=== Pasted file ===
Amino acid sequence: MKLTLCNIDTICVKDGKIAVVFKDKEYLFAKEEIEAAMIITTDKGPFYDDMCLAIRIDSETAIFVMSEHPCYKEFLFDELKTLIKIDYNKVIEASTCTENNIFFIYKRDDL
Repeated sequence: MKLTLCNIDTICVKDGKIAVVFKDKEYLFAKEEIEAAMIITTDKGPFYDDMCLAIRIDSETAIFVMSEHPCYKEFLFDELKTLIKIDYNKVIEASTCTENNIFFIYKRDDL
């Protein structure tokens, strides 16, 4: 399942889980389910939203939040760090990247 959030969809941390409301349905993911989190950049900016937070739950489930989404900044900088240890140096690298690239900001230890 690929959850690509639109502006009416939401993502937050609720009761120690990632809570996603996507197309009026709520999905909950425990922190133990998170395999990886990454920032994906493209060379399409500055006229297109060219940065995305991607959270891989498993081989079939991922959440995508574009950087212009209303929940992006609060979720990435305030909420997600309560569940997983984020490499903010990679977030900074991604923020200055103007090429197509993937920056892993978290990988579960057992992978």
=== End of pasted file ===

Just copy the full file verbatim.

Amino acid sequence: MKLTLCNIDTICVKDGKIAVVFKDKEYLFAKEEIEAAMIITTDKGPFYDDMCLAIRIDSETAIFVMSEHPCYKEFLFDELKTLIKIDYNKVIEASTCTENNIFFIYKRDDL
Repeated sequence: MKLTLCNIDTICVKDGKIAVVFKDKEYLFAKEEIEAAMIITTDKGPFYDDMCLAIRIDSETAIFVMSEHPCYKEFLFDELKTLIKIDYNKVIEASTCTENNIFFIYKRDDL
């Protein structure tokens, strides 16, 4: 399942889980389910939203939040760090990247 959030969809941390409301349905993911989190950049900016937070739950489930989404900044900088240890140096690298690239900001230890 690929959850690509639109502006009416939401993502937050609720009761120690990632809570996603996507197309009026709520999905909950425990922190133990998170395999990886990454920032994906493209060379399409500055006229297109060219940065995305991607959270891989498993081989079939991922959440995508574009950087212009209303929940992006609060979720990435305030909420997600309560569940997983984020490499903010990679977030900074991604923020200055103007090429197509993937920056892993978290990988579960057992992978």